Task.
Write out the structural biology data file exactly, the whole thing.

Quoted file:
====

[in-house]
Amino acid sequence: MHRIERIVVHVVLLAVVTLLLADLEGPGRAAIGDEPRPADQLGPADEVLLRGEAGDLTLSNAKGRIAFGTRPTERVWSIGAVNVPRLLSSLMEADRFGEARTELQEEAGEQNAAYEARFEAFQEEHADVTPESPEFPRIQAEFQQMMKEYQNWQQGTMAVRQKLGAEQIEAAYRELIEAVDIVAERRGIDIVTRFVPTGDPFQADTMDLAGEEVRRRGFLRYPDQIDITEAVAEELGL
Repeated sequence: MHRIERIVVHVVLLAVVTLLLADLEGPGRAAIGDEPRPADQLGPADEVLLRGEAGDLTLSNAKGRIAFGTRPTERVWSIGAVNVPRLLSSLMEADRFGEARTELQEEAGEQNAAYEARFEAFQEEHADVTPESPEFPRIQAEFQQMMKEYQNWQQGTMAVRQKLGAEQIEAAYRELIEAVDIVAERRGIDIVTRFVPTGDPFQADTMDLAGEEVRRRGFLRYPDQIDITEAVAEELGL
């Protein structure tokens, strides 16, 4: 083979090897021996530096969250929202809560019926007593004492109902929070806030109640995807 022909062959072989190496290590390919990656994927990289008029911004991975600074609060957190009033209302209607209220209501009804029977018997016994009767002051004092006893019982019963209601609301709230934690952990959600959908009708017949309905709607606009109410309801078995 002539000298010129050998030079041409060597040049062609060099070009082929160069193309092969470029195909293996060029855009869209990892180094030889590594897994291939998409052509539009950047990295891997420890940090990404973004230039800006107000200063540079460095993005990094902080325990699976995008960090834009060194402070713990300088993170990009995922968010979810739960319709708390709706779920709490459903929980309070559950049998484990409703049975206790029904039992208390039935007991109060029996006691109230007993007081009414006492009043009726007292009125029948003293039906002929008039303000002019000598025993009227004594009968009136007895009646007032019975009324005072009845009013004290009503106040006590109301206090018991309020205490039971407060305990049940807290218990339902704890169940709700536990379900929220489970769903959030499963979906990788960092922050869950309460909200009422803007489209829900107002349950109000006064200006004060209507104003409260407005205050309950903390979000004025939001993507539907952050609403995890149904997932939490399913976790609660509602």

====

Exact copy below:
[in-house]
Amino acid sequence: MHRIERIVVHVVLLAVVTLLLADLEGPGRAAIGDEPRPADQLGPADEVLLRGEAGDLTLSNAKGRIAFGTRPTERVWSIGAVNVPRLLSSLMEADRFGEARTELQEEAGEQNAAYEARFEAFQEEHADVTPESPEFPRIQAEFQQMMKEYQNWQQGTMAVRQKLGAEQIEAAYRELIEAVDIVAERRGIDIVTRFVPTGDPFQADTMDLAGEEVRRRGFLRYPDQIDITEAVAEELGL
Repeated sequence: MHRIERIVVHVVLLAVVTLLLADLEGPGRAAIGDEPRPADQLGPADEVLLRGEAGDLTLSNAKGRIAFGTRPTERVWSIGAVNVPRLLSSLMEADRFGEARTELQEEAGEQNAAYEARFEAFQEEHADVTPESPEFPRIQAEFQQMMKEYQNWQQGTMAVRQKLGAEQIEAAYRELIEAVDIVAERRGIDIVTRFVPTGDPFQADTMDLAGEEVRRRGFLRYPDQIDITEAVAEELGL
């Protein structure tokens, strides 16, 4: 083979090897021996530096969250929202809560019926007593004492109902929070806030109640995807 022909062959072989190496290590390919990656994927990289008029911004991975600074609060957190009033209302209607209220209501009804029977018997016994009767002051004092006893019982019963209601609301709230934690952990959600959908009708017949309905709607606009109410309801078995 002539000298010129050998030079041409060597040049062609060099070009082929160069193309092969470029195909293996060029855009869209990892180094030889590594897994291939998409052509539009950047990295891997420890940090990404973004230039800006107000200063540079460095993005990094902080325990699976995008960090834009060194402070713990300088993170990009995922968010979810739960319709708390709706779920709490459903929980309070559950049998484990409703049975206790029904039992208390039935007991109060029996006691109230007993007081009414006492009043009726007292009125029948003293039906002929008039303000002019000598025993009227004594009968009136007895009646007032019975009324005072009845009013004290009503106040006590109301206090018991309020205490039971407060305990049940807290218990339902704890169940709700536990379900929220489970769903959030499963979906990788960092922050869950309460909200009422803007489209829900107002349950109000006064200006004060209507104003409260407005205050309950903390979000004025939001993507539907952050609403995890149904997932939490399913976790609660509602």